About the Author:
Miranda Wilson writes about digital cameras and studio lighting for Calumet Photographic.

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3 responses to “Studio Lighting: An Introduction for Amateur or Semi-Pro Photographers”

  1. Peter M says:

    “Flash will result in much sharper photographs than those taken with continuous light.”

    Making a relation between flash/strobe vs continuous and sharpness is simply not true.

    For one particular setup, if the same amount of light falls on the camera sensor, be it from a strobe or continuous light, does not make any difference.

    For the typical portrait session, to get the sharpest images, you probably aim for something like an aperture of f8 (optimum sharpness range of the lens) and 1:200 shutter speed ( to avoid motion blurring).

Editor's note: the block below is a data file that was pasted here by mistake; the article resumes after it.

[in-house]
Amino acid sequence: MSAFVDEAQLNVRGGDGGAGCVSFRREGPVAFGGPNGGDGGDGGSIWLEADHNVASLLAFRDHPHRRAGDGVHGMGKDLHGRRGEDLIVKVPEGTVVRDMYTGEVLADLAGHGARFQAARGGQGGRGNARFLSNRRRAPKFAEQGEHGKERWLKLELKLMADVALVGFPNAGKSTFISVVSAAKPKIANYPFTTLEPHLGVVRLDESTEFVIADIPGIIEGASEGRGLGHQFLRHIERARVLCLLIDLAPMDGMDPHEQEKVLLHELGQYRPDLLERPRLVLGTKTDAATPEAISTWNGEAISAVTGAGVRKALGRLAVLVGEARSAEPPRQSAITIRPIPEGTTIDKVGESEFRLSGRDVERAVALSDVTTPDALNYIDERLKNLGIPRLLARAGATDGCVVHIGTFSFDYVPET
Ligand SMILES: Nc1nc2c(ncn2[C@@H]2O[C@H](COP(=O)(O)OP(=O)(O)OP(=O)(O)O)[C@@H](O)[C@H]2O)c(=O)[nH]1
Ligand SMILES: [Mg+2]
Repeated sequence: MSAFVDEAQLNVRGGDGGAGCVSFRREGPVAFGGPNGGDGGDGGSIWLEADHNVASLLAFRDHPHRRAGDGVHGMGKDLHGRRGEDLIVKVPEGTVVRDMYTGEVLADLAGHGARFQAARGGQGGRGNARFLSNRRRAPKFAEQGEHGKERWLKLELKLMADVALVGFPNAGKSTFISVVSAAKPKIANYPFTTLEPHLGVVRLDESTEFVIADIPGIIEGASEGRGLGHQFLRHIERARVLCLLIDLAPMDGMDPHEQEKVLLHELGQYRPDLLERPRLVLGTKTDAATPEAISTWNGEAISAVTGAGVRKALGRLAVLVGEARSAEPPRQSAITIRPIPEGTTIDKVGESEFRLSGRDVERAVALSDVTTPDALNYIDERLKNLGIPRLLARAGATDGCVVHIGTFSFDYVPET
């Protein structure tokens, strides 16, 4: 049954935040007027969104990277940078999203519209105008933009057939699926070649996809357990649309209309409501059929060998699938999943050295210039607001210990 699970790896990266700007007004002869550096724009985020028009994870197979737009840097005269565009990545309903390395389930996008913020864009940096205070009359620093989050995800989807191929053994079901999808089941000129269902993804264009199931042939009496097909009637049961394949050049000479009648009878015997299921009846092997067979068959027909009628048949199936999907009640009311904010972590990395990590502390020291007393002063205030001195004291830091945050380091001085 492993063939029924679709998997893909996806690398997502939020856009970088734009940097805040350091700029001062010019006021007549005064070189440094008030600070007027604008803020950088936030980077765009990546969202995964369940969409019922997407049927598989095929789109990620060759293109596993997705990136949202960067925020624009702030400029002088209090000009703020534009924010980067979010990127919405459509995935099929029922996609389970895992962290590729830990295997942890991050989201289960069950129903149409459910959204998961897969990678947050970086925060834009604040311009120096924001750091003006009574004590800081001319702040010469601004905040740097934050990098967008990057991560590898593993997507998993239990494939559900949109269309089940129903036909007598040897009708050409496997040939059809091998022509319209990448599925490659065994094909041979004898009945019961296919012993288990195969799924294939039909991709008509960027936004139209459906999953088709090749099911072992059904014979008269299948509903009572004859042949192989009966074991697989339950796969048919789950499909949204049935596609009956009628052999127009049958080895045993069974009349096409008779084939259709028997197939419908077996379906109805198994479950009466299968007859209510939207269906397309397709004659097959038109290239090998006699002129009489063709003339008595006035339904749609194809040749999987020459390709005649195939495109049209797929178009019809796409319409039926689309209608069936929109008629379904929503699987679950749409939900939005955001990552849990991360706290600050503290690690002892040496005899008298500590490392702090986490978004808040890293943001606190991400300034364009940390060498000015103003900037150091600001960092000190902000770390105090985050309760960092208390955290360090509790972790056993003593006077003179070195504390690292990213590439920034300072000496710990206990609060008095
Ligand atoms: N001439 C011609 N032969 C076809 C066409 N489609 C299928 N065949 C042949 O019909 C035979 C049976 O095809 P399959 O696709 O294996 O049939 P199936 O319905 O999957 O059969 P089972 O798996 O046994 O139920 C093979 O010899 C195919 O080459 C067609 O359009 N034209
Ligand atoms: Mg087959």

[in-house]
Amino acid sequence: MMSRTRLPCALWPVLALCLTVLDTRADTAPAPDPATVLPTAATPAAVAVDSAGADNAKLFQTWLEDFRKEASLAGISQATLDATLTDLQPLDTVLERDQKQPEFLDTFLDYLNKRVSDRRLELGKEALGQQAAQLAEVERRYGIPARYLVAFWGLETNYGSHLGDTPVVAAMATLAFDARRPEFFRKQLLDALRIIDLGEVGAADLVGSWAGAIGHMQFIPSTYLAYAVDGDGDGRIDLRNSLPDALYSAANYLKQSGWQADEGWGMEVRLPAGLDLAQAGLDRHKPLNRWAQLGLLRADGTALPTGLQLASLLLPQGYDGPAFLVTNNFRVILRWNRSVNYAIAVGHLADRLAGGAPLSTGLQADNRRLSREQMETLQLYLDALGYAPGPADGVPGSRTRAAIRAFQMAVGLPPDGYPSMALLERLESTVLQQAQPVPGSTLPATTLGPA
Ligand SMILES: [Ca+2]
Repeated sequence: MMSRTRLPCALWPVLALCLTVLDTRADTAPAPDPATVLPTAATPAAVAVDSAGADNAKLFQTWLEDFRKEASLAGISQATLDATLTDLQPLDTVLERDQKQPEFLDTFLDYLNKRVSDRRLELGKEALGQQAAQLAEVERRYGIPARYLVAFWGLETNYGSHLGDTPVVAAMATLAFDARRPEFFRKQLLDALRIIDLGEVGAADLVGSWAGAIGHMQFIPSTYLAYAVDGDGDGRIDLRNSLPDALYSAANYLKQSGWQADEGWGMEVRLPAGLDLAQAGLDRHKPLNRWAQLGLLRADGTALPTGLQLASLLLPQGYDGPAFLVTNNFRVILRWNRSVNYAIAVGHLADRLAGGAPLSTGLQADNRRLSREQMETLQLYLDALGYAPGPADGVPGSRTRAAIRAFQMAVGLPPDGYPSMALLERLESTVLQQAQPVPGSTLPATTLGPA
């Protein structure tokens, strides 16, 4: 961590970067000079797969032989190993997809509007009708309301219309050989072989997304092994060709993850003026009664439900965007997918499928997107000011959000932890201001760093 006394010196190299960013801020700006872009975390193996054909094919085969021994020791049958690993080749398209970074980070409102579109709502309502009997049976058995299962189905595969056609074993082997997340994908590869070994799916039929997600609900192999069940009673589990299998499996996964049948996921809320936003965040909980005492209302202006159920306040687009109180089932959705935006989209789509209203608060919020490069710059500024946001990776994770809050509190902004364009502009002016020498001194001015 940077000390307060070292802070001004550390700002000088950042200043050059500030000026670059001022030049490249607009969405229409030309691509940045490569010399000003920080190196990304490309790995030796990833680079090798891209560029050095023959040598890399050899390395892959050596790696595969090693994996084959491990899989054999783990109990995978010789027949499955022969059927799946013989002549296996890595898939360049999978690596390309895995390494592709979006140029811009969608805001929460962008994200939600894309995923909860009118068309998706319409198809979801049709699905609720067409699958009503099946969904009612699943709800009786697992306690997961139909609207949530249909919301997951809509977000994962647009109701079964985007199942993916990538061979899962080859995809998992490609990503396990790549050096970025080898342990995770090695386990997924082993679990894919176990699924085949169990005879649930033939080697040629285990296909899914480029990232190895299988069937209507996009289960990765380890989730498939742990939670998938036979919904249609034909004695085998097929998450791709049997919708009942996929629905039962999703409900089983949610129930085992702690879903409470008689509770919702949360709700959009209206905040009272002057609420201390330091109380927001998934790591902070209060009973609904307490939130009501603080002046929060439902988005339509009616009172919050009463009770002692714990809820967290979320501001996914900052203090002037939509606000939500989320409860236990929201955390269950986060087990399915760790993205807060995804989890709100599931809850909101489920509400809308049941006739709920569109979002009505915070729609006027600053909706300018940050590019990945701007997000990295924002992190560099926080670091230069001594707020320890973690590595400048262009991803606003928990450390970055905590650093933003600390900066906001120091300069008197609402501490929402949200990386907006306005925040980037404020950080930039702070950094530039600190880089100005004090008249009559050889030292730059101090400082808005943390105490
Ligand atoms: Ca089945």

I have a small portable LED light panel which gives me enough light to shoot with the above settings. Also not hard to adjust my studio strobes or flash guns to shoot with these settings.

    The big advantage of continuous light is that you see the shadows as they will be in the images. Modelling lights of studio strobes may achieve a similar effect. There is no “preview” with flash guns.

    If a continuous light is not strong enough, go closer, or get a stronger light. But that’s to increase strength/intensity of the continuous light.

    Sharpness has *nothing* to do with it.

  2. Peter M says: